DVD Review: Saturday Night Live - The Best of Alec Baldwin
by Rachel Jaffe
Published: February 5, 2006
When the time comes, there's no doubt that Alec Baldwin will have plenty of material for his obituary. He's worked on both the stage and screen, and played roles from the handsome love interest to action adventure hero, from low comedy to classic drama. He was Oscar-nominated for his role in "The Cooler." But what he'll be remembered for might just be for his Saturday Night Live appearances. With 12 host appearances to his credit so far, Baldwin is one of the most frequent guest hosts in SNL history (Steve Martin has had 13 hosting spots, and John Goodman 12), and aptly merits his own "Best of" DVD.
Most famous of all is his turn as Pete Schwetty, creator of Pete's "Schwetty Balls" as showcased on the mock NPR Show "The Delicious Dish," which is of course included in this collection. In the audio commentary, Baldwin himself says, "it's amazing to me how many people come up to me and say, 'Schwetty Balls!' And they call me that, but they don't know my name."
There is plenty of additional ribald humor on this DVD -- the opening "Prince Charles Cold Open," featuring a press conference with multiple euphemisms for homosexual activity; "Greenhilly," Baldwin's first sketch, where he makes out with everyone in sight; and "Canteen Boy and the Scout Master," the sketch that has received the most angry letters of any sketch in SNL history. (Proposition: Sex is to the latter half of SNL history's humor as drugs was to the first half. Discuss amongst yourselves.)
Some of the sketches are basic, competent sketches that any host could have stepped into, such as the insult-a-thon sketch of "Zinger vs. Burns," or that play off of Baldwin's leading-man looks, such as the "Soap Opera Digest" sketch (Baldwin himself received a Soap Opera Digest award for his work in Knots Landing in the mid-80s, and also worked on the series The Doctors early in his career). Others showcase unique Baldwin impersonations -- Charles Nelson Reilly, Tony Bennett, and a dead-on Robert DeNiro.
Of course, it's not Saturday Night Live without some sketch that might have seemed funny at 4 a.m. but which doesn't quite work. In this collection, it's "Francais," which centers around the over-exaggerated French accent that Baldwin forces on everyone around him.
But for me, the DVD ends with two of my favorite sketches -- and how often does that happen at the end of 90 minutes of Saturday Night Live? The penultimate sketch, "The Breakfast," is like a Sam Shepard play gone twisted, with a drifter cowboy, diner waitresses, and Deliverance-style regulars at the counter. The sketch relies more on rhythm than punchlines, and is the type of unusual hybrid that you don't see much on SNL anymore. The capper to the DVD is one of the "Bill Brasky" sketches, where Will Farrell, John Goodman and Baldwin play three drunken businessmen extolling the characteristics of Bill Brasky and interspersing odd personal revelations at the same time. Again, the rhythm is paramount, and Farrell, Goodman and Baldwin are masters of it here.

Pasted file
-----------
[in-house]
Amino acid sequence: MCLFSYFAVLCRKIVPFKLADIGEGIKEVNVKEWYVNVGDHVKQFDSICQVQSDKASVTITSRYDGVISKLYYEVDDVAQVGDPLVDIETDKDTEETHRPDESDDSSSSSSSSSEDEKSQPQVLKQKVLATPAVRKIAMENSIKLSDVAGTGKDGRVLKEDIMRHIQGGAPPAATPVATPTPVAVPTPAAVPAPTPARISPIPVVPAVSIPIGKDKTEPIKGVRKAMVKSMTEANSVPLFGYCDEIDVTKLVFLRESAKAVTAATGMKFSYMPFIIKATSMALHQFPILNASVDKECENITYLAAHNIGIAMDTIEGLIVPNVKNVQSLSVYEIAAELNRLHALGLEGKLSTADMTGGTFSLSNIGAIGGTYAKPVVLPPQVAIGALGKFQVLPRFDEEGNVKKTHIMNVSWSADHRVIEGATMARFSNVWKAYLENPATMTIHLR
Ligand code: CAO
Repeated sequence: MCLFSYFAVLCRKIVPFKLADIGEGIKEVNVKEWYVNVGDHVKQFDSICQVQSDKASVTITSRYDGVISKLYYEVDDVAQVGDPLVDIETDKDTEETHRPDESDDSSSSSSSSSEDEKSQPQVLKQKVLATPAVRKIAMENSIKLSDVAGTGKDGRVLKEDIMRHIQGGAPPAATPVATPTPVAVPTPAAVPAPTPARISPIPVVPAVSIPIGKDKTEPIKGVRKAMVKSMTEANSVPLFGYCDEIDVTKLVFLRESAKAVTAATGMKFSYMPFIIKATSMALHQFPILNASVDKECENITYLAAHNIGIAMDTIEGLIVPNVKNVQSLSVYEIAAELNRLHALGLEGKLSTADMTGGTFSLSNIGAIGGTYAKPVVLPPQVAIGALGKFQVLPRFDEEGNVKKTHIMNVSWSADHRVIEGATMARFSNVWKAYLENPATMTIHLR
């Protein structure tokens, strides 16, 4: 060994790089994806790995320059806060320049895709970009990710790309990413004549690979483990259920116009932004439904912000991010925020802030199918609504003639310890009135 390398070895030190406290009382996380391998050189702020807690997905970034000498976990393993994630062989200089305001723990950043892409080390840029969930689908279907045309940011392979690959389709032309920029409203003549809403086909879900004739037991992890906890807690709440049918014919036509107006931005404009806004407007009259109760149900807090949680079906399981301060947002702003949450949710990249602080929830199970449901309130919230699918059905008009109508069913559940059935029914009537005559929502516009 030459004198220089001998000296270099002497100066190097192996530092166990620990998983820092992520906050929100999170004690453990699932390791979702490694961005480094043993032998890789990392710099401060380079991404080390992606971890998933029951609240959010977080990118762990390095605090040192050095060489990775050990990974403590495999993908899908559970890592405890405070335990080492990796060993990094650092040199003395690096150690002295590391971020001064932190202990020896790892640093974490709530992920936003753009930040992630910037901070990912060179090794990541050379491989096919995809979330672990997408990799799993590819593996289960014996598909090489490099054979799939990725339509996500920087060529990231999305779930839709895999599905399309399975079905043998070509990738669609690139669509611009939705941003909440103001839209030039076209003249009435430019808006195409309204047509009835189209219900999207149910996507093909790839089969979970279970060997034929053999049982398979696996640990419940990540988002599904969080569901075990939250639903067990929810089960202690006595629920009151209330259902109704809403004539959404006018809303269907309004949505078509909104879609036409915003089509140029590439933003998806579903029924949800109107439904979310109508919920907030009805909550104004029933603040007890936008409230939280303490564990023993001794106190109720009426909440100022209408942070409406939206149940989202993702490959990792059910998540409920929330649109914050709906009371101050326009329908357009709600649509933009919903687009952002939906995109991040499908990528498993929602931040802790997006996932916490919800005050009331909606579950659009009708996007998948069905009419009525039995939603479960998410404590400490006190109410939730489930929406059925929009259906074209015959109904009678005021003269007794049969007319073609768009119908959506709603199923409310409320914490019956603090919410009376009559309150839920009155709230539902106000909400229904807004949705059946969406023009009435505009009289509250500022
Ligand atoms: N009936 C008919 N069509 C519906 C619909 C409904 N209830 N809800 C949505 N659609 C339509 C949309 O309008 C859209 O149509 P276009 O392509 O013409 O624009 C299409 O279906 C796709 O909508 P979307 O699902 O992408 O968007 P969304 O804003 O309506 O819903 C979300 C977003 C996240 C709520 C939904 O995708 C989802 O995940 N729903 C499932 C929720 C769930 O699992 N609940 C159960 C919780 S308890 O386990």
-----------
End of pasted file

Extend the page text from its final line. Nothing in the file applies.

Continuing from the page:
For Baldwin fans, this is a good chance to see some of his best (and some of his merely okay) work on SNL. For those who aren't already fans, this DVD is a chance to see the commitment and professionalism that has made Baldwin such a popular choice as a guest host.
I had very high hopes for the audio commentary on this DVD. With Baldwin's long tenure at the show, I believed that he could provide some interesting cross-season commentary. Unfortunately, the commentary was, for the most part, unremarkable. Despite the colorful history of the show, there was no great dirt being dished; instead, Baldwin made comments like, "There hasn't been one person that I didn't like working with." Producer Marci Klein was as likely to derail Baldwin as keep him on target.
There are also two "dress sketches" -- sketches that were included in dress rehearsal but not included in the actual show for broadcast. One is "Political Ads," where Baldwin and Ana Gasteyer play voice artists recording increasingly wacky political ads with Rachel Dratch and Horatio Sanz running the soundboard. It's a fairly standard, competent sketch, but no big surprise that it was cut, either. (It's also the most artificial performance from Baldwin.) The other is "Dance Party," where Baldwin played Harvey Fierstein hosting a gay version of "Soul Train." Again, a decent sketch, but not a killer, and Baldwin's Fierstein is pretty unreconizable.
The final bonus feature is a "Photo Gallery," with pictures of Baldwin from various sketches. Photo galleries never do much for me, although this one had the advantage of some nice swooping from shot to shot.
Saturday Night Live - The Best of Alec Baldwin
Sketches (with original air dates)
1. Prince Charles Cold Open (November 15th, 2003)
2. Monologue (February 13th, 1993)
3. Greenhilly (April 21st, 1990)
4. The Tony Bennet Show (April 20th, 2002)
5. Canteen Boy and the Scout Master (February 12th, 1994)
6. Inside the Actors Studio - Charles Nelson Reilly (April 7th, 2001)
7. The Delicious Dish: Schwetty Balls (December 12th, 1998)
8. Public Opinion (Buckwell's Follies) (January 20th, 1996)
9. Soap Opera Digest (February 13th, 1993)
10. Zings (November 15th, 2003)
11. Francais (February 13th, 1993)
12. Honest Planet (February 23rd, 1991)
13. Larry Henderson's Voice Mail (April 20th, 2002)
14. Pyramid of Pain (Februaryy 12th, 1994)
15. The Joe Pesci Show - Robert DeNiro (January 20, 1996)
16. Tough Guy (April 7th, 2001)
17. The Breakfast (April 21st, 1990)
18. Bill Brasky (December 12th, 1998)